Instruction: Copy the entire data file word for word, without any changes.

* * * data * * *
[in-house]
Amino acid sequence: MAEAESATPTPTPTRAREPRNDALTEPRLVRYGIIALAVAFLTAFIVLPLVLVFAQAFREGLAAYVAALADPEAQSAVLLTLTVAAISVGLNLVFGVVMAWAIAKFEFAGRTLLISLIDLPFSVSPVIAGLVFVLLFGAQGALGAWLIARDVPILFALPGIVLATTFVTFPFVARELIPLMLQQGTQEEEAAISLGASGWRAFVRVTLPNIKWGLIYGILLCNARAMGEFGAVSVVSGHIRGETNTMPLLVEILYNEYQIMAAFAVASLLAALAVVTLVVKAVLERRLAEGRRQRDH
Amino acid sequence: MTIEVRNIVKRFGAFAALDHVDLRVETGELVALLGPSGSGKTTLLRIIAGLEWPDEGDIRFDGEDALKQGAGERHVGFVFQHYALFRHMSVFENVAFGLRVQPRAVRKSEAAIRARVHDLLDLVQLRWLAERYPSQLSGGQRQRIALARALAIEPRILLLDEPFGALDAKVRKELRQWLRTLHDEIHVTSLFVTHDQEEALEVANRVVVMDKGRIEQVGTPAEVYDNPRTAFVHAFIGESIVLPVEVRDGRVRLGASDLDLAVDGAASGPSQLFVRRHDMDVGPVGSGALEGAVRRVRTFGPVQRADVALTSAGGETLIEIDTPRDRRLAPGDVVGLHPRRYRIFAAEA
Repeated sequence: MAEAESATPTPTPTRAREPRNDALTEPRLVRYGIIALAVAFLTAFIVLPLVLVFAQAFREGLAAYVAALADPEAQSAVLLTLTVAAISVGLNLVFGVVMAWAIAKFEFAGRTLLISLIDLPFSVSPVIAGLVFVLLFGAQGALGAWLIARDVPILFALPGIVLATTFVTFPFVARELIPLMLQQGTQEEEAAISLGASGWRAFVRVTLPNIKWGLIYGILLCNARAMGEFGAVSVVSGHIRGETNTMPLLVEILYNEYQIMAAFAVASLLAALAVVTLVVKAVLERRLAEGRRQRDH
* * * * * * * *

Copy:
[in-house]
Amino acid sequence: MAEAESATPTPTPTRAREPRNDALTEPRLVRYGIIALAVAFLTAFIVLPLVLVFAQAFREGLAAYVAALADPEAQSAVLLTLTVAAISVGLNLVFGVVMAWAIAKFEFAGRTLLISLIDLPFSVSPVIAGLVFVLLFGAQGALGAWLIARDVPILFALPGIVLATTFVTFPFVARELIPLMLQQGTQEEEAAISLGASGWRAFVRVTLPNIKWGLIYGILLCNARAMGEFGAVSVVSGHIRGETNTMPLLVEILYNEYQIMAAFAVASLLAALAVVTLVVKAVLERRLAEGRRQRDH
Amino acid sequence: MTIEVRNIVKRFGAFAALDHVDLRVETGELVALLGPSGSGKTTLLRIIAGLEWPDEGDIRFDGEDALKQGAGERHVGFVFQHYALFRHMSVFENVAFGLRVQPRAVRKSEAAIRARVHDLLDLVQLRWLAERYPSQLSGGQRQRIALARALAIEPRILLLDEPFGALDAKVRKELRQWLRTLHDEIHVTSLFVTHDQEEALEVANRVVVMDKGRIEQVGTPAEVYDNPRTAFVHAFIGESIVLPVEVRDGRVRLGASDLDLAVDGAASGPSQLFVRRHDMDVGPVGSGALEGAVRRVRTFGPVQRADVALTSAGGETLIEIDTPRDRRLAPGDVVGLHPRRYRIFAAEA
Repeated sequence: MAEAESATPTPTPTRAREPRNDALTEPRLVRYGIIALAVAFLTAFIVLPLVLVFAQAFREGLAAYVAALADPEAQSAVLLTLTVAAISVGLNLVFGVVMAWAIAKFEFAGRTLLISLIDLPFSVSPVIAGLVFVLLFGAQGALGAWLIARDVPILFALPGIVLATTFVTFPFVARELIPLMLQQGTQEEEAAISLGASGWRAFVRVTLPNIKWGLIYGILLCNARAMGEFGAVSVVSGHIRGETNTMPLLVEILYNEYQIMAAFAVASLLAALAVVTLVVKAVLERRLAEGRRQRDH